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Posted: April 9, 2017

Resurrecting a Halifax Bomber from the sea

By Elinor Florence

When I first heard about this, I thought it must be a joke or an exaggeration.

I have visited the Bomber Command Museum in Nanton, Alberta, several times. Like every other visitor, I am staggered with the volunteer commitment to preserving an original Lancaster bomber, plus a number of other important aircraft and artifacts honouring the Canadian men and women who served with Bomber Command during the Second World War.

But this story is for real.

Led by retired Air Canada pilot Karl Kjarsgaard, volunteers have located the wreckage of a Halifax about 15 kilometres off the coast of Sweden.

Swedish diving crew blow sand off a piece of wreckage.

They plan to dig up all 20 tons, ship the pieces to Alberta, and reconstruct the whole darned thing!

Their motto: “We leave no Halifax behind.”

Here’s the story behind this particular aircraft.

The Halifax HR871 of the RCAF 405 Squadron went down during a terrible storm on the night of August 2, 1943, on its way home from a raid on Germany.

The British pilot John “Pee Wee” Phillips, who is still alive, remembers it well. In an interview with author and historian Ted Barris of Toronto, he explained what happened.

On that fateful night, Pee Wee and his crew flew to northern Germany to mark targets around Hamburg. But Bomber Command’s meteorological experts had badly underestimated the poor flying conditions.

Pee Wee and his crew (pictured above) — navigator Graham Mainprize; flight engineer Herbert McLean; and rear gunner Lloyd Kohnke (all three from Saskatchewan); wireless operator Ron Andrews, from London, England; mid-upper gunner Joe King from Ontario; and bomb-aimer Vernon Knight, from Wales — flew into what was later called “The Night of the Great Storm.”

Their flight path took them into thunderheads that towered 30,000 into the air, violent wind gusts and St. Elmo’s fire that shot forks of lightning at their aircraft.

“There was one hell of an explosion,” Pee Wee said. “We were blinded by it. Bits of aircraft were flying all over the place.”

He aimed the crippled aircraft northward across the Baltic toward Sweden. At as low an altitude as he dared, along the coast of the neutral country, Pee Wee instructed his crew to bail out and they all parachuted to ground safely.

Then he locked the control stick of Halifax HR871 in place and aimed it out over the ocean, never expecting to see it again, before baling out himself.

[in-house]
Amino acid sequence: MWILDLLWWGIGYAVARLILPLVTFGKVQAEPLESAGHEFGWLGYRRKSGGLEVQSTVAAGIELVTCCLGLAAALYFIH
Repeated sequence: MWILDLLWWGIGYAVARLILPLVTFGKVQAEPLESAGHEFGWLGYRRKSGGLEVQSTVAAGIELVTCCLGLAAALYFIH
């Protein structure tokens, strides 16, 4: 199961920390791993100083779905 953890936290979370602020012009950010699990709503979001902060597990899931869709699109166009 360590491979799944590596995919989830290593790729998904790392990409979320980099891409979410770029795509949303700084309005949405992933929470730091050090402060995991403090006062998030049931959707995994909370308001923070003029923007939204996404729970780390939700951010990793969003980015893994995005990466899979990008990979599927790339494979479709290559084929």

Swedish diving crew locates bomb door.

The Halifax flew out to sea, then plunged into the sea and has lain there ever since, 15 metres below the surface and partly buried in sand.

A Swedish diving crew stumbled across the remains a couple of years ago, and the recovery was put in motion.

3, 4, 5. All remaining diving photos.

Recovery efforts were put on hold for the winter but they will resume this month. Naturally this will be costly, and donations are needed.

If you would like to support this worthwhile attempt to preserve an important piece of Canadian history, you may donate online HERE.

As for rebuilding an entire Halifax, this drawing shows how close they are to completion.

The red bits have been collected from various sources, and the yellow bits have been identified.

In spite of the reputation of the more famous Lancaster, more than 70 percent of Canadian bomber operations were performed in 6,178 Handley Page Halifaxes, making it the most important wartime bombing weapon.

Meanwhile, the Bomber Command Museum is launching its usual schedule of public events, and it is well worth a visit, especially when the volunteers fire up the four Merlin engines on the mighty Lancaster.

You can see the complete schedule HERE.


– Career journalist Elinor Florence, who now lives in Invermere, has written for daily newspapers and magazines including Reader’s Digest. She writes a regular blog called Wartime Wednesdays, in which she tells true stories of Canadians during World War Two. Married with three grown daughters, her passions are village life, Canadian history, antiques, and old houses. You may read more about Elinor on her website at

Elinor’s first historical novel was recently published by Dundurn Press in Toronto. Bird’s Eye View is the only novel ever written in which the protagonist is a Canadian woman in uniform during World War Two. The heroine Rose Jolliffe is an idealistic Saskatchewan farm girl who joins the Royal Canadian Air Force and becomes an interpreter of aerial photographs. She spies on the enemy from the sky and makes several crucial discoveries. Lonely and homesick, she maintains contact with Canada through letters from the home front. Her second book – My Favourite Veterans: True Stories of World War Two’s Hometown Heroes, is now available at Lotus Books in downtown Cranbrook. The books are available through any bookstore including Lotus Books in Cranbrook, and also as an ebook from any digital book provider including Amazon, Kindle and Kobo. You can read more about the book by visiting Elinor’s website at

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